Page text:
A 2013 report in the Journal of Anesthesia Clinical Research proposed that the potential link between memory loss and Alzheimer’s disease with general anesthesia “is an important preoperative concern from patients and their family members. This concern arises from individuals who have had history of cognitive impairment or have had a family member with Alzheimer disease and have tried to obtain information from public media. Proper preoperative consultation with the awareness of the lay literature can be useful in reducing patient and patient family member’s preoperative anxiety related to this concern.”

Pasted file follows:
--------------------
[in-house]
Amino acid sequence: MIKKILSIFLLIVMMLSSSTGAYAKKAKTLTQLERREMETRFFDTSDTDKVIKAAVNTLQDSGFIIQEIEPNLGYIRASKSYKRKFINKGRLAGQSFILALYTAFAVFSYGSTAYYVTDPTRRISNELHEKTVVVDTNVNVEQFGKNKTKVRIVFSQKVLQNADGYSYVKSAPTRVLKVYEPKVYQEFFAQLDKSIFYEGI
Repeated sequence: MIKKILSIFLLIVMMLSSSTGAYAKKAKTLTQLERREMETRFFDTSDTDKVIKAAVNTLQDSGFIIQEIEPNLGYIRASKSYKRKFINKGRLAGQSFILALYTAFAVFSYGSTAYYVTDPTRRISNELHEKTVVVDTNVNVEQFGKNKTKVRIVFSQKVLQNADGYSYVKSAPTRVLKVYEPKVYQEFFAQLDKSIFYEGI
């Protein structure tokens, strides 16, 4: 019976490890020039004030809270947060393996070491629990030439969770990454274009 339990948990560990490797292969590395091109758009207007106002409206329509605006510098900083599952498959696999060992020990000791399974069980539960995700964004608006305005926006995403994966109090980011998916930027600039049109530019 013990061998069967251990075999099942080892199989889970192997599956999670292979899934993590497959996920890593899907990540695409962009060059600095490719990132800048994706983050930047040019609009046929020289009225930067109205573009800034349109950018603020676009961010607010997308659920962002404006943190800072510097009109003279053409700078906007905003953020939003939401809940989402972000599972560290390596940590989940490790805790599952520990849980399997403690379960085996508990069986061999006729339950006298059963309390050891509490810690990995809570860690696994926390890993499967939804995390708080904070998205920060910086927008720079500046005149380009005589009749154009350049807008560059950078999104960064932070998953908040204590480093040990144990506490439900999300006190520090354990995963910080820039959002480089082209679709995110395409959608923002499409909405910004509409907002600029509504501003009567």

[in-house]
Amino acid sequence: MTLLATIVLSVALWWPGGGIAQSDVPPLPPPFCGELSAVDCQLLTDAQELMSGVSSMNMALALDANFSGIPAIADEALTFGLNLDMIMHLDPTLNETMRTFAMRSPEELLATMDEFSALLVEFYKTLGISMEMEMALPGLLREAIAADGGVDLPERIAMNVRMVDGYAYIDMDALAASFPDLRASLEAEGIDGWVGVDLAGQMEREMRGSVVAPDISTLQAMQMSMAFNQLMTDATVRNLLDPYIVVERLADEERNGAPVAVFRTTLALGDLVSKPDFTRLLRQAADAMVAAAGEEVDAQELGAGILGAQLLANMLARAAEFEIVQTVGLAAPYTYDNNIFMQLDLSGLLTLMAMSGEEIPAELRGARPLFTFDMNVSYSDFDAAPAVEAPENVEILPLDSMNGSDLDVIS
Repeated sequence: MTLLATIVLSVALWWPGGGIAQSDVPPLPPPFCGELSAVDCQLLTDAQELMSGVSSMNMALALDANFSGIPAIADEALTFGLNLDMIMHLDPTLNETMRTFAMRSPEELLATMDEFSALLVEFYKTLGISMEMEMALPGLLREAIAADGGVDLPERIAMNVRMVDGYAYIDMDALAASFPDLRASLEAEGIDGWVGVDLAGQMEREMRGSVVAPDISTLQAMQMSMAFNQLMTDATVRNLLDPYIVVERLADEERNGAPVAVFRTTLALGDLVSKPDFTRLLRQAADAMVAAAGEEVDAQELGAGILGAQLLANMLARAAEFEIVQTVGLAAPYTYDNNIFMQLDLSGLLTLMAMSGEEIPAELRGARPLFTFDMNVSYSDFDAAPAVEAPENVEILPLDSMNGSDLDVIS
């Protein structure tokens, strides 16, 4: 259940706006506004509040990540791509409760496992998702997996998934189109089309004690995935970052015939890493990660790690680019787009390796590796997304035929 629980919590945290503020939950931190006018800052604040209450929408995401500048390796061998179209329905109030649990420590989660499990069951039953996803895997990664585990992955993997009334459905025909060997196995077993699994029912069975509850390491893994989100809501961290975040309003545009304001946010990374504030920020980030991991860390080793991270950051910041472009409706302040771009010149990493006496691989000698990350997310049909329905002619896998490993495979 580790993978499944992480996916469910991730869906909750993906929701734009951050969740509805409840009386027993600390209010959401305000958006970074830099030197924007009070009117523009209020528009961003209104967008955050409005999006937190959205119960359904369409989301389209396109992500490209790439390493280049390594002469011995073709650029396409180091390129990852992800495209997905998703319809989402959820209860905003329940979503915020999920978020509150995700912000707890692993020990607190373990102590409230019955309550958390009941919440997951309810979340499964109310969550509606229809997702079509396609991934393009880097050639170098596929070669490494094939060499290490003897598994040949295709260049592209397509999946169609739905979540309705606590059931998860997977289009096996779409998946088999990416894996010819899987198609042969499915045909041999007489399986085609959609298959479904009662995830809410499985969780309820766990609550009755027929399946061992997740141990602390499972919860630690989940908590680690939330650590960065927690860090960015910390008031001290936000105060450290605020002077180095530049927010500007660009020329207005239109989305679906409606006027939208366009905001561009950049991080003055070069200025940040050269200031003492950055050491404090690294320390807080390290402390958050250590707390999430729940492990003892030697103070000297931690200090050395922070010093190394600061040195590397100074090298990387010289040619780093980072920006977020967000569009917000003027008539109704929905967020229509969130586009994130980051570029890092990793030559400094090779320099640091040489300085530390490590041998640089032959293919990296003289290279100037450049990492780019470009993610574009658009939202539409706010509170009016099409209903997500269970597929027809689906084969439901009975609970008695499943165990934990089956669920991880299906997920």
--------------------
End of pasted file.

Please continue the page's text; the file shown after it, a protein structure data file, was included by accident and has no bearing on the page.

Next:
However a recent study by the Mayo Clinic suggests that receiving general anesthesia for surgery after age 40 doesn’t appear to raise the risk for mild thinking and memory problems later in life, as reported by HealthDay.
After studying more than 1,700 patients in Minnesota aged 70 to 89 who had normal mental functions starting in 2004, about 85 percent of this group had at least one surgery involving general anesthesia after the age of 40.
Mayo researchers found that they could find no correlation between exposure to anesthesia for surgery and the development of mild cognitive impairment.
This confirms an earlier study that found that older patients who receive anesthesia do not have an increased risk of dementia.